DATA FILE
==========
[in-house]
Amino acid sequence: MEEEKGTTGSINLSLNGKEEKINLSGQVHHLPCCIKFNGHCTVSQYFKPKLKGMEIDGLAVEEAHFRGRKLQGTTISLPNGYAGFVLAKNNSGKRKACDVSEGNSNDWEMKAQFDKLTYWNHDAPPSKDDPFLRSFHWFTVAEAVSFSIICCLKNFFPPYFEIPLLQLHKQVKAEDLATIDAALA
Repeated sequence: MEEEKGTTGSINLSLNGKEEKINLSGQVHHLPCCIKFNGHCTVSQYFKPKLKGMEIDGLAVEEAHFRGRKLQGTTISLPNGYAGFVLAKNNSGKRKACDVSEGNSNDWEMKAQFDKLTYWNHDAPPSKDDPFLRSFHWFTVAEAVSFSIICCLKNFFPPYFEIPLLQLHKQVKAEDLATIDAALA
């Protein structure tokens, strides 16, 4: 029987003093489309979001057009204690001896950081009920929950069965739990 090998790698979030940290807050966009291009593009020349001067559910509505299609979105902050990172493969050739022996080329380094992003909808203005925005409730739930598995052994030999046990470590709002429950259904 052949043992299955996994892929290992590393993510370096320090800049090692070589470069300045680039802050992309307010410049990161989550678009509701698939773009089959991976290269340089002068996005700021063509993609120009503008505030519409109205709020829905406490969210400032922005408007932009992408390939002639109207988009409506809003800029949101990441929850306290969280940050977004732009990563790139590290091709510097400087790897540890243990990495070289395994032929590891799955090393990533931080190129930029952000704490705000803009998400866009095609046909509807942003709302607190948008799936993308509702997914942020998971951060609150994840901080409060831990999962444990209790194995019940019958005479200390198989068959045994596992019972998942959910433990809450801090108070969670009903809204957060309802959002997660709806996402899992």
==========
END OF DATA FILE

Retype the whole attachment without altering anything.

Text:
[in-house]
Amino acid sequence: MEEEKGTTGSINLSLNGKEEKINLSGQVHHLPCCIKFNGHCTVSQYFKPKLKGMEIDGLAVEEAHFRGRKLQGTTISLPNGYAGFVLAKNNSGKRKACDVSEGNSNDWEMKAQFDKLTYWNHDAPPSKDDPFLRSFHWFTVAEAVSFSIICCLKNFFPPYFEIPLLQLHKQVKAEDLATIDAALA
Repeated sequence: MEEEKGTTGSINLSLNGKEEKINLSGQVHHLPCCIKFNGHCTVSQYFKPKLKGMEIDGLAVEEAHFRGRKLQGTTISLPNGYAGFVLAKNNSGKRKACDVSEGNSNDWEMKAQFDKLTYWNHDAPPSKDDPFLRSFHWFTVAEAVSFSIICCLKNFFPPYFEIPLLQLHKQVKAEDLATIDAALA
């Protein structure tokens, strides 16, 4: 029987003093489309979001057009204690001896950081009920929950069965739990 090998790698979030940290807050966009291009593009020349001067559910509505299609979105902050990172493969050739022996080329380094992003909808203005925005409730739930598995052994030999046990470590709002429950259904 052949043992299955996994892929290992590393993510370096320090800049090692070589470069300045680039802050992309307010410049990161989550678009509701698939773009089959991976290269340089002068996005700021063509993609120009503008505030519409109205709020829905406490969210400032922005408007932009992408390939002639109207988009409506809003800029949101990441929850306290969280940050977004732009990563790139590290091709510097400087790897540890243990990495070289395994032929590891799955090393990533931080190129930029952000704490705000803009998400866009095609046909509807942003709302607190948008799936993308509702997914942020998971951060609150994840901080409060831990999962444990209790194995019940019958005479200390198989068959045994596992019972998942959910433990809450801090108070969670009903809204957060309802959002997660709806996402899992």